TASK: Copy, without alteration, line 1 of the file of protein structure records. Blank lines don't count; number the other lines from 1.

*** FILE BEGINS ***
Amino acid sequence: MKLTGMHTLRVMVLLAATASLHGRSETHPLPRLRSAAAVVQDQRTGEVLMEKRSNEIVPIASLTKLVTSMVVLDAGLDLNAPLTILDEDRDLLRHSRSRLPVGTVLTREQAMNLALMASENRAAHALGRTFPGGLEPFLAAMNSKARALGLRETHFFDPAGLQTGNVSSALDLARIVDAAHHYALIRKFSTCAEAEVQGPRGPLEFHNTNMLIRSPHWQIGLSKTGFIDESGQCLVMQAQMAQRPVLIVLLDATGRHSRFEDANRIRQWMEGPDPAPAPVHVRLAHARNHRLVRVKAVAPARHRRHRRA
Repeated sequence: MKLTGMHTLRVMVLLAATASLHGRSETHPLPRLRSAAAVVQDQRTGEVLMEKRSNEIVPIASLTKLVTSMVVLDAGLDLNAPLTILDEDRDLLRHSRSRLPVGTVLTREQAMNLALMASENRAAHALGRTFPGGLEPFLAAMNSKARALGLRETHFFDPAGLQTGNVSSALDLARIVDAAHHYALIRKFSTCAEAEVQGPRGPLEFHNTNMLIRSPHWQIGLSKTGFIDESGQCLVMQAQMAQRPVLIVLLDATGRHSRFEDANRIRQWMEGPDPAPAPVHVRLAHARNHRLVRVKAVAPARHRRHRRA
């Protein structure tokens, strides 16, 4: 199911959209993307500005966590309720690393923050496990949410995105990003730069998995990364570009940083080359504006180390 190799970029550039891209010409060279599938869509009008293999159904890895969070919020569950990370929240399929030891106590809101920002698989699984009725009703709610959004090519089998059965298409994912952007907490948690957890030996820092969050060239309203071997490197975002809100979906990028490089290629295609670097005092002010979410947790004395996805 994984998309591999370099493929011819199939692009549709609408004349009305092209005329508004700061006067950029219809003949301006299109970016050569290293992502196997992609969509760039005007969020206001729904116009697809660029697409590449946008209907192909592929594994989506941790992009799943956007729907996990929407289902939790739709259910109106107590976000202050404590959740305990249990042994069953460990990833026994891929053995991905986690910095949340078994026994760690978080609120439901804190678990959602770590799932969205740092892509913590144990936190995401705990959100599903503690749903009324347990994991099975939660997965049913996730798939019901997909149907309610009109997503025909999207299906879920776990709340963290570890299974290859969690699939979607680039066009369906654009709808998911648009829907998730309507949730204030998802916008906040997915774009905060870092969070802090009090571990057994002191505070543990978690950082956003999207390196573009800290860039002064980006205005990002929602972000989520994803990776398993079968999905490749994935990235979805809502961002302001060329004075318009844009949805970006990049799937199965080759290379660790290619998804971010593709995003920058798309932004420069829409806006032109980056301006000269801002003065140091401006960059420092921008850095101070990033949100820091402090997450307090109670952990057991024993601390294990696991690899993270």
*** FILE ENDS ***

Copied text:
Amino acid sequence: MKLTGMHTLRVMVLLAATASLHGRSETHPLPRLRSAAAVVQDQRTGEVLMEKRSNEIVPIASLTKLVTSMVVLDAGLDLNAPLTILDEDRDLLRHSRSRLPVGTVLTREQAMNLALMASENRAAHALGRTFPGGLEPFLAAMNSKARALGLRETHFFDPAGLQTGNVSSALDLARIVDAAHHYALIRKFSTCAEAEVQGPRGPLEFHNTNMLIRSPHWQIGLSKTGFIDESGQCLVMQAQMAQRPVLIVLLDATGRHSRFEDANRIRQWMEGPDPAPAPVHVRLAHARNHRLVRVKAVAPARHRRHRRA